Next on the tour was the home of Stacy James a water resources scientist with Prairie Rivers, and the leader of the rain garden ramble. In order to reduce water seeping into her basement, James explained, she extended a downspout away from the the house and created a shallow depression where water can pool before soaking into the ground. This small rain garden is planted with sedges, grass-like plants that grow in attractive clumps and tolerate occasional flooding.

Before moving on, we also crossed the street to look at a rain garden James helped her neighbor create in the right of way, which features a variety of flowering plants native to our area. I found it especially striking to see how much life was associated with the these flowers—in the form of bees, butterflies, and other insects—compared to the adjoining lawn.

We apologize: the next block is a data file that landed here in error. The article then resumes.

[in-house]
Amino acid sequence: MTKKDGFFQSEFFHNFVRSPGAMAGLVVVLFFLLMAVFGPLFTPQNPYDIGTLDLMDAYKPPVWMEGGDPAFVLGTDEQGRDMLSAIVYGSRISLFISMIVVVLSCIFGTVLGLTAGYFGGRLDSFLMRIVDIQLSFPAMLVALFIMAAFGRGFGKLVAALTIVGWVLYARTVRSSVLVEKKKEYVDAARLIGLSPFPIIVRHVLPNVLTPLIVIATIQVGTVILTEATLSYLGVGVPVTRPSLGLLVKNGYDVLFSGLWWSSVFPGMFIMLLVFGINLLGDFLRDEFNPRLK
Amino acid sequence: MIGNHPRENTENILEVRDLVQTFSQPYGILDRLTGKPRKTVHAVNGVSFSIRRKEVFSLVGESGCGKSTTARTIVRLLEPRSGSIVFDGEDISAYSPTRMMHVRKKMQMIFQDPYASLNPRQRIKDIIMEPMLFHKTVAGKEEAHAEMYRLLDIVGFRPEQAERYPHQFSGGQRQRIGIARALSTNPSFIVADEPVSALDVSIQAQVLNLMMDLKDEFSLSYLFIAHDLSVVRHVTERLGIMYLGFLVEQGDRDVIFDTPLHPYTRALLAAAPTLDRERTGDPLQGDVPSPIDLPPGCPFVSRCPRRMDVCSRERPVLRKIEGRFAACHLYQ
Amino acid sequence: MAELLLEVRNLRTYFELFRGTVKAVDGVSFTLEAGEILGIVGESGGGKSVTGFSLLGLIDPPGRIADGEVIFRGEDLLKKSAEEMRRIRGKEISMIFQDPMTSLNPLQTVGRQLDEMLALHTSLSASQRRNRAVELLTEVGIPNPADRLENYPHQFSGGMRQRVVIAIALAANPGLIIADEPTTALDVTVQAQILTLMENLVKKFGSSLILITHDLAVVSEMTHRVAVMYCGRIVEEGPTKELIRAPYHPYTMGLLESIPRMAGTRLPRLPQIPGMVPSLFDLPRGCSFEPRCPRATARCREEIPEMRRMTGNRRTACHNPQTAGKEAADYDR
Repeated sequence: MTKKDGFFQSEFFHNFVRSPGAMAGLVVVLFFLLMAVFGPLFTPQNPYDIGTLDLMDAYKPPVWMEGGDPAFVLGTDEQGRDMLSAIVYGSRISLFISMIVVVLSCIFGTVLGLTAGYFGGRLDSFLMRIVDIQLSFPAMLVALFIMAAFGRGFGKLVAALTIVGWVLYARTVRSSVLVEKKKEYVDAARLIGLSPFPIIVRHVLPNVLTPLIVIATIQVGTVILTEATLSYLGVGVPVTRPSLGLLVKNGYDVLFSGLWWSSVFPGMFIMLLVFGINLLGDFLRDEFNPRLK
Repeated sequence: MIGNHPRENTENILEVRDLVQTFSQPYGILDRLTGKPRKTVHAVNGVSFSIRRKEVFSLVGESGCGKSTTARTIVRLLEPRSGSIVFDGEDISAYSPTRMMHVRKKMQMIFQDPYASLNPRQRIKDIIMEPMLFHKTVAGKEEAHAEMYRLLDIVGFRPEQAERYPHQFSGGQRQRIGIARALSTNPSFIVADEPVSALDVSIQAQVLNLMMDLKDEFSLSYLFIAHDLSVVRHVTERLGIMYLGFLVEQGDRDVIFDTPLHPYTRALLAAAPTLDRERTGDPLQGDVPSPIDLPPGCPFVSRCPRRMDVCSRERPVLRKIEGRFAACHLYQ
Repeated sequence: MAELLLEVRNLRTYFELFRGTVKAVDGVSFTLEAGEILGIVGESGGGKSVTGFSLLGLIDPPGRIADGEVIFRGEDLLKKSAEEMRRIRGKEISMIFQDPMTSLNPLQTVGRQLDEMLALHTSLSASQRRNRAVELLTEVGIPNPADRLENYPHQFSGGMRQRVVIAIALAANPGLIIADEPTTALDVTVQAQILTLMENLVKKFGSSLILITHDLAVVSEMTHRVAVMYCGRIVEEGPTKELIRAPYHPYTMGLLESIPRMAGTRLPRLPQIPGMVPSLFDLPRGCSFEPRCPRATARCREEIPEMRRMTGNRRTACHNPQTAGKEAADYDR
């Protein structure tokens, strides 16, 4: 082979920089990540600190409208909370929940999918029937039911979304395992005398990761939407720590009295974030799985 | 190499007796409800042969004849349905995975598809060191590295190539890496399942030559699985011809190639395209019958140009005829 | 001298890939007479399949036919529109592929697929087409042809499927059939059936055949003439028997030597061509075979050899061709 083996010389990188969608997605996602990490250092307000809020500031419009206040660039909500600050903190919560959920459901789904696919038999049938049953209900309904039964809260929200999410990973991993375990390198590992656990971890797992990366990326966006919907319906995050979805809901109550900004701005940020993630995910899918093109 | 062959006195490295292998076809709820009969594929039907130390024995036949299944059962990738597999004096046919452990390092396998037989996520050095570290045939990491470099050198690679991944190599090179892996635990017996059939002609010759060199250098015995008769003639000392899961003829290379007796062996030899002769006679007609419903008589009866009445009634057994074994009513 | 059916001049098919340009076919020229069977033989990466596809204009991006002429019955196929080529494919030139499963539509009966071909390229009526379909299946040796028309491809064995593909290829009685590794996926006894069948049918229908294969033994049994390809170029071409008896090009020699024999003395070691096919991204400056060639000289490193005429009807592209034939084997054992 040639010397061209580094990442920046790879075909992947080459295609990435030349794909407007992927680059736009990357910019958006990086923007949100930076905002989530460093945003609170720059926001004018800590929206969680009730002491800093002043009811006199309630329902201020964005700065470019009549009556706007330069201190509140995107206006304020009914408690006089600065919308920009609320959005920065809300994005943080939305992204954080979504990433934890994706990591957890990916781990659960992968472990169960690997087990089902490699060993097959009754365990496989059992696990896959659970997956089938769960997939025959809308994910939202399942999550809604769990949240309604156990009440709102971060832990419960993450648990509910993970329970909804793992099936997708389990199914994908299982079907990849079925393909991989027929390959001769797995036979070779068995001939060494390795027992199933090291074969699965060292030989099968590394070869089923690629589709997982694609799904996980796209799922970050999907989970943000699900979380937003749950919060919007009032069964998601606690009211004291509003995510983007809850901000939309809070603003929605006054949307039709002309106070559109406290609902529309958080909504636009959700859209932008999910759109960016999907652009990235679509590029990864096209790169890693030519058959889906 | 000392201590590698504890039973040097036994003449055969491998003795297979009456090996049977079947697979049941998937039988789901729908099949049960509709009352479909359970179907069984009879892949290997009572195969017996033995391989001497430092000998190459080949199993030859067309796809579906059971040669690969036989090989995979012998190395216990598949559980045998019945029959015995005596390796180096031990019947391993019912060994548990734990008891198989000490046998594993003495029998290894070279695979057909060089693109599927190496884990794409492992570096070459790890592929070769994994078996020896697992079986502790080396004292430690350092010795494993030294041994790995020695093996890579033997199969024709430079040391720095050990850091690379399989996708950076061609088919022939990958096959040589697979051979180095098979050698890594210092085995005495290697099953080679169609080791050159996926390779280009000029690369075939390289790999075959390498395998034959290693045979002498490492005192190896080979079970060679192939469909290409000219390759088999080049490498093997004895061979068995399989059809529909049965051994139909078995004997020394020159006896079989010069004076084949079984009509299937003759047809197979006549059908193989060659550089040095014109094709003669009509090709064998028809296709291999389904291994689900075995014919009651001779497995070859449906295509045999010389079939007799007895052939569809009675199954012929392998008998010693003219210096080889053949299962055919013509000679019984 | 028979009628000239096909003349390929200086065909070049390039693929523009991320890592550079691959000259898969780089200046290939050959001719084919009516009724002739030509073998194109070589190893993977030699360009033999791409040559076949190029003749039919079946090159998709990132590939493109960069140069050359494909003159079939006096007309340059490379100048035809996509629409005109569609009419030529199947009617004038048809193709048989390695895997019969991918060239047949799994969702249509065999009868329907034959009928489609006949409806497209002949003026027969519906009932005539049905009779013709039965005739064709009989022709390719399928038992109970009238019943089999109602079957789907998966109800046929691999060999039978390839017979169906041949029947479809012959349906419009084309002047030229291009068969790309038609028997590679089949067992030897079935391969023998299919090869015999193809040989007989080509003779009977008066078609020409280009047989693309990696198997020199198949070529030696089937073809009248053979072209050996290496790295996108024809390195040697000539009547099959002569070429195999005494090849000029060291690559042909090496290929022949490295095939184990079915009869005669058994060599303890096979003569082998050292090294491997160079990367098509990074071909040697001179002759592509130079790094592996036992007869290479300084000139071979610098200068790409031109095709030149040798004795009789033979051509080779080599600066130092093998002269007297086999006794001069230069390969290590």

Stop number three on our tour was South Willis near John Street in Champaign, where the city finished installing very large rain gardens between the street and sidewalk last year. At this site, Leslie Mitchell, who is an engineering technician with City, explained the idea is actually to move some water off the street and into the rain gardens by means of openings in the curb.

While we were at this site Mitchell took time to outline the incentives Champaign is currently offering that encourage residents to adopt measures to alleviate flooding. [Click here for details on the City's Website.]  These include cash reimbursements for the purchase of rain barrels, and larger payments to help cover costs associated with putting in rain gardens.